Three police officers who had been working at the games along with Pat Constable soon came running up the brae to join Hamish. He told them shortly that there had been an attempt on his life.

There was a long wait while ambulance men arrived with stretchers to take the two wounded men away. Then the one he had handcuffed was led off down to the road, where he was put into a police car.

Hamish’s mobile rang. It was Jimmy Anderson. “I just heard the shout,” he said. “What’s been going on?”

“Three men came to kill me,” said Hamish. “I think you’ll find they had something to do with Freddie Ionedes. I’ve got something to wrap up here. I’ll be over to Strathbane as soon as I can.”

Hamish made his way quickly back to the games, fending off the excited questions from Pat Constable.

John Morrison came running to meet him. “Have you gone mad?”

“Look, John, I’ve got gun permits up to my ears. I felt I wass in danger. But I can hardly tell them I had a sixth sense that I was in danger.”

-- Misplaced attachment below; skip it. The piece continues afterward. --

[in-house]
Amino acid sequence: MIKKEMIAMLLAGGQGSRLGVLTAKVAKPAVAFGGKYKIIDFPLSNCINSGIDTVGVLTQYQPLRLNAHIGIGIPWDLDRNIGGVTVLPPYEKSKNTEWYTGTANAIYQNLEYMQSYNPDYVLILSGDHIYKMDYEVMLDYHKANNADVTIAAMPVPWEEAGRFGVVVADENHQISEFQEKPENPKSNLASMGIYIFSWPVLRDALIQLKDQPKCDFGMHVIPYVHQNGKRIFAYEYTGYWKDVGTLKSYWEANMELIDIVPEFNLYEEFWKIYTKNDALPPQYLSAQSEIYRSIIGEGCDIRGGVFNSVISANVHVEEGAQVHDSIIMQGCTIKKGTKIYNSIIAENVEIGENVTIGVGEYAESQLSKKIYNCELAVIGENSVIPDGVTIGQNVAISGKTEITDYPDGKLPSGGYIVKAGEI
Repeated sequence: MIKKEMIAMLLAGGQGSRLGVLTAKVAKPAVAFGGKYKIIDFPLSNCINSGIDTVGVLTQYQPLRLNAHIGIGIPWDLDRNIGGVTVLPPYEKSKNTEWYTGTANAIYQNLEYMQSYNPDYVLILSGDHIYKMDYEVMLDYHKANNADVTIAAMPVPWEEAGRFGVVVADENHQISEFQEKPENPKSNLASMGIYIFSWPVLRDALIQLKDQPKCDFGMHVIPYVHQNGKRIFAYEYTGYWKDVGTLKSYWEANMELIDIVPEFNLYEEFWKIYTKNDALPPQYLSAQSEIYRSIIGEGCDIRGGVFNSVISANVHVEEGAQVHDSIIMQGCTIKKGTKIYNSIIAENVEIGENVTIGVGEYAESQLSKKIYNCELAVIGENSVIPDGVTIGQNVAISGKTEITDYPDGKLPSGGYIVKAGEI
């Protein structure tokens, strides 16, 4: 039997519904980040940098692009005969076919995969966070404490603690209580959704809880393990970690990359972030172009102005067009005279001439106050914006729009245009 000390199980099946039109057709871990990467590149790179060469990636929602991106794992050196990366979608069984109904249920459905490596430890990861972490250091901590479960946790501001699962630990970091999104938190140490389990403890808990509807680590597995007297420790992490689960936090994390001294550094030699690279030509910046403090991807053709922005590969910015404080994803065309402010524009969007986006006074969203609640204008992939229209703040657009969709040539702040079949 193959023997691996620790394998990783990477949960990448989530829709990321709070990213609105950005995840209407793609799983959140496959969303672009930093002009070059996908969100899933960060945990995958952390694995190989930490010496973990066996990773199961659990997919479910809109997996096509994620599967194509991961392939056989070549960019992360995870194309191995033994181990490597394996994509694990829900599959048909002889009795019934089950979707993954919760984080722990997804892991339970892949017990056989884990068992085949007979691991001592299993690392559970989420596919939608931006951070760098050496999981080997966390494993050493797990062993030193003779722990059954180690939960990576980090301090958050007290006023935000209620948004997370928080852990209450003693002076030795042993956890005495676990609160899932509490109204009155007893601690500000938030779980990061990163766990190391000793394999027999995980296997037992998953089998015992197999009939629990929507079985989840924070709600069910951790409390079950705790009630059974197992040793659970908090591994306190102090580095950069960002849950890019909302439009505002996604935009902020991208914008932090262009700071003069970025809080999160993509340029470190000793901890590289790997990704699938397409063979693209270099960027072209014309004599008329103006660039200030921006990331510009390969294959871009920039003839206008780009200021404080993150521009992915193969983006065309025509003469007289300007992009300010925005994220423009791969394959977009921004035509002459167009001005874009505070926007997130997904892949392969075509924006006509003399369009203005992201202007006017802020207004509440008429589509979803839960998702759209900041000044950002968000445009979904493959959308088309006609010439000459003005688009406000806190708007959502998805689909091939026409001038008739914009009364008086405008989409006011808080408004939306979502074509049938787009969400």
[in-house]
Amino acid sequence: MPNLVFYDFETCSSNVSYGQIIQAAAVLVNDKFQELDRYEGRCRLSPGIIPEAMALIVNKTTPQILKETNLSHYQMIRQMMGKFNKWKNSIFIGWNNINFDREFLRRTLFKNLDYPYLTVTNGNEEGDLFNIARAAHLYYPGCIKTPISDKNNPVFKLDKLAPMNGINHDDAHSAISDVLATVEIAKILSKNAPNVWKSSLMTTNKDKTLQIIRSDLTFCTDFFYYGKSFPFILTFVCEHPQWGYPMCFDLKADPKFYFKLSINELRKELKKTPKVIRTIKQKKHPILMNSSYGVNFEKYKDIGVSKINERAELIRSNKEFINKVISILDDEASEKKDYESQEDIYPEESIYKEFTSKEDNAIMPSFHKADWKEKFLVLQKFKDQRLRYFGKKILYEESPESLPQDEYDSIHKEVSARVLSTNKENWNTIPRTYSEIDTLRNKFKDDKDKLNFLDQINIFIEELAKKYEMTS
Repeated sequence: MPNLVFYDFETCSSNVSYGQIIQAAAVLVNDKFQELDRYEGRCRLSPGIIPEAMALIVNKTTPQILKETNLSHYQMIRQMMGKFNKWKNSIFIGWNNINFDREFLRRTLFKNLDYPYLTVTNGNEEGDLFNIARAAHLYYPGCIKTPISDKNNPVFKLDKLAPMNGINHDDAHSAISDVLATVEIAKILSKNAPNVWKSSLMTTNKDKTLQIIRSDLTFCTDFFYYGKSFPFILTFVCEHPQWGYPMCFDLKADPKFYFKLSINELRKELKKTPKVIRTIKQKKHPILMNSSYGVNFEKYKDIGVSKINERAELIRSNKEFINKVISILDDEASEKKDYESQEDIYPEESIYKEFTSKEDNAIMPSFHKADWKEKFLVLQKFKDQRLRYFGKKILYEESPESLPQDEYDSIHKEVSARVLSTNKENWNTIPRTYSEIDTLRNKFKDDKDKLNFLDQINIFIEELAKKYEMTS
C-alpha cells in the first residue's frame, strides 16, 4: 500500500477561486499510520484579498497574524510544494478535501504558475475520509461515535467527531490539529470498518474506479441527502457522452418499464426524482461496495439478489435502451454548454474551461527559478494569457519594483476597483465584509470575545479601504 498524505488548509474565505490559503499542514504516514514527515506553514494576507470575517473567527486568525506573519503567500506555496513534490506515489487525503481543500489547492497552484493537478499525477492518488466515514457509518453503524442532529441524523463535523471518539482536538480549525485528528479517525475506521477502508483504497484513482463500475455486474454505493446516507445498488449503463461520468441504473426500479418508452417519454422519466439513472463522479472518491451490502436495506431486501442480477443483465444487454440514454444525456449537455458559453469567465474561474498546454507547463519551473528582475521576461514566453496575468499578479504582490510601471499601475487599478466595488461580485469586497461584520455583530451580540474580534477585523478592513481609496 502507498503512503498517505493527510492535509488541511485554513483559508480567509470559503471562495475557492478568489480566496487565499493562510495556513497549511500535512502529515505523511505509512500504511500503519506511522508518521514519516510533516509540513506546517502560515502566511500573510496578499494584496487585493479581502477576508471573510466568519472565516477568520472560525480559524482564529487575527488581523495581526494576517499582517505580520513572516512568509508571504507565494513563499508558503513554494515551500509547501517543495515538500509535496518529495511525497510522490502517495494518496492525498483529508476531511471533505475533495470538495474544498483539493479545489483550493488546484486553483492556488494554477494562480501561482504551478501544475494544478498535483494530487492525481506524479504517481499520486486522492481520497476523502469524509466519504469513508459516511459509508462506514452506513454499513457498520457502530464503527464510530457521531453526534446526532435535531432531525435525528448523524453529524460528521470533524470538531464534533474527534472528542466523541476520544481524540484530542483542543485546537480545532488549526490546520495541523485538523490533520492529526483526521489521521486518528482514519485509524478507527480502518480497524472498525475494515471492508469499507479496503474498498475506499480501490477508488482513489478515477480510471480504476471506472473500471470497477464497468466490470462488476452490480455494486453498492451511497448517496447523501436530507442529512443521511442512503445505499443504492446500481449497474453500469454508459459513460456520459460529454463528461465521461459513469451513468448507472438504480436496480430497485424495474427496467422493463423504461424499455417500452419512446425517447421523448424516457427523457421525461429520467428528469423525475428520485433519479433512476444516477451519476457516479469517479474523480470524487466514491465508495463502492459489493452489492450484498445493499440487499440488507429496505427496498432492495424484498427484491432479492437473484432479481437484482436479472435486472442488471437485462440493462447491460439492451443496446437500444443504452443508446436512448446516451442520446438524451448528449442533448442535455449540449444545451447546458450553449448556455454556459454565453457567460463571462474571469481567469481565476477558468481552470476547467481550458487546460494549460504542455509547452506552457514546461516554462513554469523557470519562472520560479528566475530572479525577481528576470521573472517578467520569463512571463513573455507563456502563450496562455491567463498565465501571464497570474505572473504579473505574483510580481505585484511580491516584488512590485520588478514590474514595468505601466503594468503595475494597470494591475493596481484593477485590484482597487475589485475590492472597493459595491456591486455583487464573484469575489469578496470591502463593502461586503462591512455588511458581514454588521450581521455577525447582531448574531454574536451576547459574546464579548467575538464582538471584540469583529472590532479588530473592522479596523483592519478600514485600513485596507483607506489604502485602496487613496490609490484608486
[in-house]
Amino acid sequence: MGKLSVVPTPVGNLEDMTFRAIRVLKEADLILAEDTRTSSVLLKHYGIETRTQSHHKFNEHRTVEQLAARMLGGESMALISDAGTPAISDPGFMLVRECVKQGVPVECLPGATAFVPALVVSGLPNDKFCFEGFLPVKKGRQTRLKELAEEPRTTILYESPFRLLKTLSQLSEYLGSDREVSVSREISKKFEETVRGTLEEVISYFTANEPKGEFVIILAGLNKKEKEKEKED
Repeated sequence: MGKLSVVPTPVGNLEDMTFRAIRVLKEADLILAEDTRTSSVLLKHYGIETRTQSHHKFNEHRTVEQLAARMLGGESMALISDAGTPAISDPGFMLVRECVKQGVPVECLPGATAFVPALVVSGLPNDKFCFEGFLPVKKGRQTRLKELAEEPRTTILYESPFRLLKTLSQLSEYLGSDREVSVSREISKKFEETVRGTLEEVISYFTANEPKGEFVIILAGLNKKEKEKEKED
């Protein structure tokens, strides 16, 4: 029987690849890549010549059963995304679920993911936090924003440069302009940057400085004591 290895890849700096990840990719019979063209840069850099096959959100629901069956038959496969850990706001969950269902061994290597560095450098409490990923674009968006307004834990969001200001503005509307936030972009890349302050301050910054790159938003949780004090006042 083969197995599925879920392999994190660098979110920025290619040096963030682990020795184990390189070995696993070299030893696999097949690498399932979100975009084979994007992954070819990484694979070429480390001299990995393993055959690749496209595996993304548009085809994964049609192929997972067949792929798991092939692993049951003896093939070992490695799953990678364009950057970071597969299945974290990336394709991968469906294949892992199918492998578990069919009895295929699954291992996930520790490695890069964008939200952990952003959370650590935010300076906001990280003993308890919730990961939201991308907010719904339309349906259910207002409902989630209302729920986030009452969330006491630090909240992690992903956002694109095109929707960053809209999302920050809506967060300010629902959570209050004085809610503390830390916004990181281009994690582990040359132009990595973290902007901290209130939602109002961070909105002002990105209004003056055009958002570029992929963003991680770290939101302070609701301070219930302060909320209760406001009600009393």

John broke open the rifle, sniffed the barrel, and unloaded it. “You’ve fired it.”

“Do this for me and I’ll buy it,” said Hamish, thinking miserably of his dwindling bank balance. “I’ll come over to Dingwall soon and pick it up.”

“They’ll come down on me like a ton of bricks for having let you run off with a loaded rifle.”

“I don’t think they will. Not if you say what I’m going to tell you to say…Please?”

“Oh, all right.”

“I want you to say that I was examining the deer rifle and you had just showed me how it loaded when I turned and saw the three men in the crowd. One of the men’s jackets blew open, and I could see he had a gun. I guessed they had come for me. I wanted to avoid a shooting match in the middle of the games, and that is why I ran off.”

“Where are you going now?”

“Strathbane.”

“Before you go, a cheque or credit card would be welcome. That’ll be five hundred and twenty-five pounds.”

At police headquarters in Strathbane, Hamish was told that there would be a full enquiry into his shooting of the two men.

He groaned inwardly. Three gunmen had come after him, and yet he was the one who was to be investigated. He had endured a grilling from Daviot and had been told to wait for further questions.

He sat in the canteen and brooded over a cup of coffee, which tasted every bit as evil as the stuff he had at home.

He brightened up when Pat Constable came to join him. “I just heard you’ve got permission to go back to Lochdubh,” she said. “But you’re to report back here in the morning.”